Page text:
The team used observations made by the Magellan probe, which orbited Venus from 1990 to 1994 and mapped the surface using radar. The features it observed before have been analyzed, but the new study uses a new computer model that can identify surface deformations that indicate large clump structures in the lithosphere. These blocks, each about the size of Alaska, seemed to be slowly scrambling against each other like a broken ice pack in a pond or lake.
This is very different from the current type of plate tectonics on Earth. But if confirmed, it would nevertheless be evidence of convection currents and magma in the interior of Venus – something that has not been observed before. The authors believe that similarities with Earth’s geology during Archean Eon (2.5 to 4 billion years ago) suggest that the “ice pack” patterns could be a transition from an earlier period of plate tectonics on Venus when the planet was more Earth-like.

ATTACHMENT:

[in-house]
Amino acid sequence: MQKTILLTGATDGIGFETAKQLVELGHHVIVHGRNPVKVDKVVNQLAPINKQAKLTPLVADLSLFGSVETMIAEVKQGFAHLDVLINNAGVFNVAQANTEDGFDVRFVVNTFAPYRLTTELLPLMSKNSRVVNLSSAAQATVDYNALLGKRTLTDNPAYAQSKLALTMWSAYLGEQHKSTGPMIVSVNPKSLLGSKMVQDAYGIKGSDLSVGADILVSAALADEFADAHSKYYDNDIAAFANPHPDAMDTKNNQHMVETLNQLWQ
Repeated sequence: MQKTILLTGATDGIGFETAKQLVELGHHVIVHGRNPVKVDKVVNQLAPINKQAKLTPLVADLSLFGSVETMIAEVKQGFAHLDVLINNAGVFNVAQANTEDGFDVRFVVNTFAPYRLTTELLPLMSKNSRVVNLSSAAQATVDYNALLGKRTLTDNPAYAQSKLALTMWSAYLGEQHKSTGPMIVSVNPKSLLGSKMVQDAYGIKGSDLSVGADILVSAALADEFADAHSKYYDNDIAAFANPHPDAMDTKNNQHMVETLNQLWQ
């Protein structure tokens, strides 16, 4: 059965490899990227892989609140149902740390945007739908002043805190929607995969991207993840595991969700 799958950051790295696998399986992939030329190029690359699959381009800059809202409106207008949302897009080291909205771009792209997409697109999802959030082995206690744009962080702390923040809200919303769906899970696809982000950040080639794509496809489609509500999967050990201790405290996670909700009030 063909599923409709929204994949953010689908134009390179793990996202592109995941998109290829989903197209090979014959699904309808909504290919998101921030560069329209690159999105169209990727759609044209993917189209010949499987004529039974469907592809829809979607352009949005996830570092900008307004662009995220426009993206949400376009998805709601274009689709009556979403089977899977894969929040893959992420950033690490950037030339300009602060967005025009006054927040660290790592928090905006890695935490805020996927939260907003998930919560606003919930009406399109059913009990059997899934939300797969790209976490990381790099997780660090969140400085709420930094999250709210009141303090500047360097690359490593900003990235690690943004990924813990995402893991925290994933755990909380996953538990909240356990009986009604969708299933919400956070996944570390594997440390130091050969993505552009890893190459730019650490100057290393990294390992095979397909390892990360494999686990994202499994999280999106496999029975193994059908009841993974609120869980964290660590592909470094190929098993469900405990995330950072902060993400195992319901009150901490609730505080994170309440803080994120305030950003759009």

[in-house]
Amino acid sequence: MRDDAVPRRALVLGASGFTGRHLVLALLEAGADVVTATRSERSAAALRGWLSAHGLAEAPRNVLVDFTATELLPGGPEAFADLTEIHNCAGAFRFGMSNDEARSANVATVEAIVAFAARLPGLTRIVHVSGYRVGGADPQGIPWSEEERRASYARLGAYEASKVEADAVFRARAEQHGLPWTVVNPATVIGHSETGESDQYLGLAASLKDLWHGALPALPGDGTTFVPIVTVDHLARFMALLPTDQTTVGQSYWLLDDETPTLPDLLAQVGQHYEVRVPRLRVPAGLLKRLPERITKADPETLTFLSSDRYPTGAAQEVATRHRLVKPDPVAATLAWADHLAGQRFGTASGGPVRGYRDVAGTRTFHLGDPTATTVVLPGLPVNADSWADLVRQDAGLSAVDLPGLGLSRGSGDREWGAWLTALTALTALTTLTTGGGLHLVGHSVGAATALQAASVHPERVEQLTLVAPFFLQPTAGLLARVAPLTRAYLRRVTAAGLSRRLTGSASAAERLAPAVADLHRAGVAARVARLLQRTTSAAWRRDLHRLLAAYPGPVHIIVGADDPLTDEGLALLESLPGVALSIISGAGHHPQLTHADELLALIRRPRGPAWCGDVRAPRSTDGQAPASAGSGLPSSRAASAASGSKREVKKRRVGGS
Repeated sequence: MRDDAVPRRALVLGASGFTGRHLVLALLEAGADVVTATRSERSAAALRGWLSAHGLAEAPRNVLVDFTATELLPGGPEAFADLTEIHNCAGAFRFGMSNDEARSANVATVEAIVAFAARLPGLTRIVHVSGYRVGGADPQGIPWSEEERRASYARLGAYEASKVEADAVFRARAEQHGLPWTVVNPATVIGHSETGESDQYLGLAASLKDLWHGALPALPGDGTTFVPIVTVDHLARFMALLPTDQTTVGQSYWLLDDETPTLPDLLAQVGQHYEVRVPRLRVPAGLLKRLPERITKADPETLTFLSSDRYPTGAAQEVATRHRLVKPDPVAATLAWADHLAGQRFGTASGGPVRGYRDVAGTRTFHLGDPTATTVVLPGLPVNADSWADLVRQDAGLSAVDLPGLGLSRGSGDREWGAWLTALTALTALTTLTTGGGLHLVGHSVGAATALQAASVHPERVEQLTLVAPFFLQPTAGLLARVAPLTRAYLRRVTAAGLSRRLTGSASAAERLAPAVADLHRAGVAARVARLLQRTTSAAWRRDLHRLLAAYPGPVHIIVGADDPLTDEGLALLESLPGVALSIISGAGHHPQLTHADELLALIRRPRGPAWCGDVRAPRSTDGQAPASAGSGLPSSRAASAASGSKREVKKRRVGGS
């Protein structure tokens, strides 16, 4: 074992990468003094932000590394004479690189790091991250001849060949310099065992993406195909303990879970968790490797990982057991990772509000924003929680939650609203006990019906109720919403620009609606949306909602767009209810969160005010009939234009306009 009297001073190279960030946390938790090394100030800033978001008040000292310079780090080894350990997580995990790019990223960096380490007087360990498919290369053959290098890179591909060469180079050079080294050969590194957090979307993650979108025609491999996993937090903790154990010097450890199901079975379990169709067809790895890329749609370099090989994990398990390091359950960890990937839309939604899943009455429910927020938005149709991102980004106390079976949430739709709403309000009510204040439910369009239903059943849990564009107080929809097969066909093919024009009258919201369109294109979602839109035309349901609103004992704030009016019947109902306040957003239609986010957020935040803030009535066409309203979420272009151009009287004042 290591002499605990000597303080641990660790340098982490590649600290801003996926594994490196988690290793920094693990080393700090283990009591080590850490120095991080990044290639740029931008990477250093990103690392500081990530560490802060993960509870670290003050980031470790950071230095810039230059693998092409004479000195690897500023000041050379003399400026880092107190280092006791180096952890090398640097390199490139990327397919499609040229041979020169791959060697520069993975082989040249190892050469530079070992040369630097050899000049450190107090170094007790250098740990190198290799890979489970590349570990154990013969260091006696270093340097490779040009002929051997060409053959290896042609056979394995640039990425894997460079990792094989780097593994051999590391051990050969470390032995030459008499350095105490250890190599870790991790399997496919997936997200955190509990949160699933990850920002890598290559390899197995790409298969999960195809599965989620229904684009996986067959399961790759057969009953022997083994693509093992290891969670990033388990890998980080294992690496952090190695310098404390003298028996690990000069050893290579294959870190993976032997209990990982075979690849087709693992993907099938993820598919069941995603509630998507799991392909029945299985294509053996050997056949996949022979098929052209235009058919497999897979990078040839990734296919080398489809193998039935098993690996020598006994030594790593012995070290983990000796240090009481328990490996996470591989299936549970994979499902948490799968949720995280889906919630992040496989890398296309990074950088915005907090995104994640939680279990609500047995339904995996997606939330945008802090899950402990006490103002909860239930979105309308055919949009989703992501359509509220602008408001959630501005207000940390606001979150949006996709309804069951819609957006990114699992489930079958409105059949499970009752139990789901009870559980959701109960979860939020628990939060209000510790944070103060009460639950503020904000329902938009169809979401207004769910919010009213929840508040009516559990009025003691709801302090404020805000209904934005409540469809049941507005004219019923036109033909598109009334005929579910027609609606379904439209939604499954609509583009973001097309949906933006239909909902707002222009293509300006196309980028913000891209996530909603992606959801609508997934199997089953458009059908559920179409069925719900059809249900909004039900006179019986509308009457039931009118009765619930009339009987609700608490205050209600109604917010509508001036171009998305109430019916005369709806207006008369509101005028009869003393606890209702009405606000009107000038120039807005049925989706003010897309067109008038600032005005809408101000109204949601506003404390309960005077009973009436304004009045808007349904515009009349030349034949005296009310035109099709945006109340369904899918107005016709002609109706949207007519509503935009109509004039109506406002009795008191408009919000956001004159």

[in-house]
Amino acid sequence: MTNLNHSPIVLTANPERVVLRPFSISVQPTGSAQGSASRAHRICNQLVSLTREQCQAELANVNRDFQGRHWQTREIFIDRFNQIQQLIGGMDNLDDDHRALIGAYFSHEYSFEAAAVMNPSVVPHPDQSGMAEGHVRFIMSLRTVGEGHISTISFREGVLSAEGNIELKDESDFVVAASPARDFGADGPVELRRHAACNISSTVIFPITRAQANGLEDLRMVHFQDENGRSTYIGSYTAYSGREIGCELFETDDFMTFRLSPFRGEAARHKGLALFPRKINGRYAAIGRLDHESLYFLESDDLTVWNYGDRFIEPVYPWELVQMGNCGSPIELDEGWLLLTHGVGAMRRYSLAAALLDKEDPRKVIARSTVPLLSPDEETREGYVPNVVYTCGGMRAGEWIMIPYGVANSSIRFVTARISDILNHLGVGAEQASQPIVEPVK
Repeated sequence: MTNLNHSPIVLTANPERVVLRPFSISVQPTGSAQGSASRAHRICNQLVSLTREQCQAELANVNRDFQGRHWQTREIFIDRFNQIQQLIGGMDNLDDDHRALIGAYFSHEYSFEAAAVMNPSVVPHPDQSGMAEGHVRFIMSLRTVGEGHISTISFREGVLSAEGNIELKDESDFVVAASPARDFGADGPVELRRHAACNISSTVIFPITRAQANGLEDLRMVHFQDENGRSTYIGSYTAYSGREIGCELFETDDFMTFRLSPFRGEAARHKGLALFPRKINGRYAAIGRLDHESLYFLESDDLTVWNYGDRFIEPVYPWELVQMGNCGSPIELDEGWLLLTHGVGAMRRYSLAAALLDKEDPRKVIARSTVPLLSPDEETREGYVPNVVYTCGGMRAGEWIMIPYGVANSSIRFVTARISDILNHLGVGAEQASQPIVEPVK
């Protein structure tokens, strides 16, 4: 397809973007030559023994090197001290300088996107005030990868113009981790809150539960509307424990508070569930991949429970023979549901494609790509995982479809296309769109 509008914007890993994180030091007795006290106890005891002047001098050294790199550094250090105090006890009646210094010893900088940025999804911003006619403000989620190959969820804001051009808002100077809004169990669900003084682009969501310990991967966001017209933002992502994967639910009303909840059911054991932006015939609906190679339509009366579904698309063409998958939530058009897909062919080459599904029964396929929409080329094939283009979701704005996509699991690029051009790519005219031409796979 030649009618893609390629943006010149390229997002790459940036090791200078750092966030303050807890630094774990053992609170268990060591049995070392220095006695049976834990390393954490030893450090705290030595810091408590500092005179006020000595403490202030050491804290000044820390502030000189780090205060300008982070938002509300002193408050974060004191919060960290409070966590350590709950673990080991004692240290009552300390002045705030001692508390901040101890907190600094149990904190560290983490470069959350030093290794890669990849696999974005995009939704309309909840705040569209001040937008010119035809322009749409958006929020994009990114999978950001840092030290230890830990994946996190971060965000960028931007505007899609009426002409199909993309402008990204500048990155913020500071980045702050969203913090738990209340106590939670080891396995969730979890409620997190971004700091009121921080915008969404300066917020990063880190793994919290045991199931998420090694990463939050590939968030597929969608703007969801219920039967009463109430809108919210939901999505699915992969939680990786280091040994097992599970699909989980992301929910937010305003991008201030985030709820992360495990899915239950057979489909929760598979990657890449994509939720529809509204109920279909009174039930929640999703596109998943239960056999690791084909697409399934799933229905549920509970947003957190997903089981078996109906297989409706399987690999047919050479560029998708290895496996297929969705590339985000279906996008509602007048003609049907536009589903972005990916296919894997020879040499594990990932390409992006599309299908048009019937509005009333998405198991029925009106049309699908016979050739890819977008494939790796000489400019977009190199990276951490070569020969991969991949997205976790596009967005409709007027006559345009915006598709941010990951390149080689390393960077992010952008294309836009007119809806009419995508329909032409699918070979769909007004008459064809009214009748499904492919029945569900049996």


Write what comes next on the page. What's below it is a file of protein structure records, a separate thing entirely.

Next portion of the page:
This motion is “widespread across the lowlands of Venus, and calls for a previously unrecognized approach to global tectonics,” says Sean Solomon, a research scientist at Columbia University and one of the authors of the new study.
The results just beyond more excitement New Venus missions It was recently approved by NASA and the European Space Agency. Solomon says he and his team hope the three can provide “important data to test the ideas we describe in our paper.” These missions won’t be ready to go until the end of the decade, so let’s hope the excitement doesn’t fade over the next several years.